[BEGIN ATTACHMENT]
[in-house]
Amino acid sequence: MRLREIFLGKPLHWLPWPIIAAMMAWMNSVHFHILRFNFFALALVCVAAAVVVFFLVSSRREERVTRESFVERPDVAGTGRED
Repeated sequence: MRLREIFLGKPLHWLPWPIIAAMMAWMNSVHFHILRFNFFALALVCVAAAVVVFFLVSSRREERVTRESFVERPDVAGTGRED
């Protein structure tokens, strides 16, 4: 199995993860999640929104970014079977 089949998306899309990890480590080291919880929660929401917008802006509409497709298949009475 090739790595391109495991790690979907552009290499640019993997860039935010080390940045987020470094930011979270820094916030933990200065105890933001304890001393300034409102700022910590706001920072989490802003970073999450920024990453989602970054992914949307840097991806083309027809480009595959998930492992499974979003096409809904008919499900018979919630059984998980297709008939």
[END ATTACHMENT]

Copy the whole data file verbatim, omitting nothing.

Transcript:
[in-house]
Amino acid sequence: MRLREIFLGKPLHWLPWPIIAAMMAWMNSVHFHILRFNFFALALVCVAAAVVVFFLVSSRREERVTRESFVERPDVAGTGRED
Repeated sequence: MRLREIFLGKPLHWLPWPIIAAMMAWMNSVHFHILRFNFFALALVCVAAAVVVFFLVSSRREERVTRESFVERPDVAGTGRED
């Protein structure tokens, strides 16, 4: 199995993860999640929104970014079977 089949998306899309990890480590080291919880929660929401917008802006509409497709298949009475 090739790595391109495991790690979907552009290499640019993997860039935010080390940045987020470094930011979270820094916030933990200065105890933001304890001393300034409102700022910590706001920072989490802003970073999450920024990453989602970054992914949307840097991806083309027809480009595959998930492992499974979003096409809904008919499900018979919630059984998980297709008939």